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Tom Hanks and Ron Howard need to STOP making Robert Langdon movies!

Movies based on the books of Dan Brown suck. I put them right alongside the Alien vs. Predator movies, the American Pie monstrosities and those horrendous Beethoven flicks. Tom Hanks ... Ron Howard ... please stop, NOW!!!

Angels and Demons starts dumb and gets dumber as it plods along. This is a movie where you can figure out who the bad guy is from watching the promo commercials. It's also littered with continuity problems. (There's some business involving a retinal scanner at the beginning that blew my mind with its ineptitude.) This is a movie that presents scenarios so illogical, so preposterous, that it makes the above-mentioned franchises look like high art.

The events of the book actually happened before The Da Vinci Code, but the film acts like a sequel. Robert Langdon (Hanks) is working on a book when the Vatican contacts him. He thinks it's because they are going to grant him access to their archives for research, but it turns out his "expertise" is needed for a grave situation.

The pope is dead, and somebody has kidnapped the four cardinals most likely to replace him. That somebody plans to knock off the four candidates on an hourly basis, leading up to a cataclysmic explosion of "antimatter." The claim: This antimatter is the stuff that caused creation as we know it—basically, it's God's version of flour in his big-assed creation cake.

As I watched, I was asking myself: "WTF?"

Langdon allies with a female scientist who was working on the antimatter (Ayelet Zurer, who is, of course, super hot). They follow clues left by the psycho and find themselves running around to different relics and ruins in Rome, usually arriving a little too late to save the life of the cardinals.

Those cardinals die some particularly gruesome deaths for a PG-13 movie. They're up there with the deaths in Eli Roth's Hostel (another decaying movie franchise that is better than this one). A couple of dudes burn; another gets his lung punctured, complete with blood spurting into Hanks' face; yet another gets ashes stuffed in his mouth until he suffocates. It's Catholic torture porn!

Hanks is basically collecting a big paycheck while looking puzzled and spouting a bunch of nonsense about the Illuminati. (The killer is making the deaths look like the Illuminati—a secret religious society dedicated to "scientific truth"—have returned.) It's so disappointing to watch his talents squandered in this drivel. It may be worth it to him for the money, but Hanks can make lots of money making great films rather than stupid puzzle movies.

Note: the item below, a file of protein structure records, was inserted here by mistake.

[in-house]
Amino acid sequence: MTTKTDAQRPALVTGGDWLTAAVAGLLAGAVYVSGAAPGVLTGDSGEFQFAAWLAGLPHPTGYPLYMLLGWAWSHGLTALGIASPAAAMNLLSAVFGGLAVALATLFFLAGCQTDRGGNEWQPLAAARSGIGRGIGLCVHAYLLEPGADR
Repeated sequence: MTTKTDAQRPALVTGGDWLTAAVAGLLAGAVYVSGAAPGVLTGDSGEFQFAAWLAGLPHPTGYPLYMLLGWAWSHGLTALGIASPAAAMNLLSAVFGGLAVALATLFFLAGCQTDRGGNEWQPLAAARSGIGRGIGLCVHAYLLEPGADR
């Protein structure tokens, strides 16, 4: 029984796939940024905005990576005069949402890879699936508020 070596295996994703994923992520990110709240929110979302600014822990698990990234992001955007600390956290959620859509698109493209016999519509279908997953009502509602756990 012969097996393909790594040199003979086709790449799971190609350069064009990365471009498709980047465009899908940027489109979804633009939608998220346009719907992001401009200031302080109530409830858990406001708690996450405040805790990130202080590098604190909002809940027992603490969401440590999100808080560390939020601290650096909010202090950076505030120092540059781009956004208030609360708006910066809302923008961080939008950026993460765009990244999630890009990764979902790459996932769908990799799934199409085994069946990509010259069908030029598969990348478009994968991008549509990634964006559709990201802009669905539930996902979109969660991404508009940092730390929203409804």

The puzzles help make this film most ridiculous. The murderer gives clues, in plain sight, regarding where the murders will be, increasing the likelihood that his plan will be foiled. On top of this, some of the so-called mysteries aren't very mysterious at all; as I mentioned, I guessed the mastermind behind the killings before I stepped into the theater.

The supporting cast boasts some admirable talent: Stellan Skarsgård plays a Vatican security commander; Ewan McGregor is on hand as a high-ranking priest; and Armin Mueller-Stahl gets all dressed up to play a cardinal. All three are good actors, yet, like Hanks, they are forced to recite nonsensical, ridiculous dialogue.

Howard is already talking about making another film based on a Brown novel, and Brown will continue the adventures of Robert Langdon in The Lost Symbol, a book due out in September. No doubt: People do love these books. I read The Da Vinci Code, and while I didn't care for it all that much, it was better than the movie. Perhaps these literary puzzles play better on the page than on the silver screen. As long as Brown keeps churning them out, they will more than likely find their way into the cinemas.

Oh ... woe is me.

Angels & Demons
Rated PG-13 · 138 minutes · 2009
Official Site: www.angelsanddemons.com
Director: Ron Howard
Producer: Brian Grazer, Ron Howard, John Calley, Todd Hallowell and Dan Brown
Cast: Tom Hanks, Ewan McGregor, Ayelet Zurer, Armin Mueller-Stahl, Stellan Skarsgård, Pierfrancesco Favino, Nikolaj Lie Kaas, Thure Lindhardt, David Pasquesi, Cosimo Fusco, Victor Alfieri, Franklin Amobi, Curt Lowens, Bob Yerkes, Marco Fiorini, Carmen Argenziano, Howard Mungo and Rance Howard

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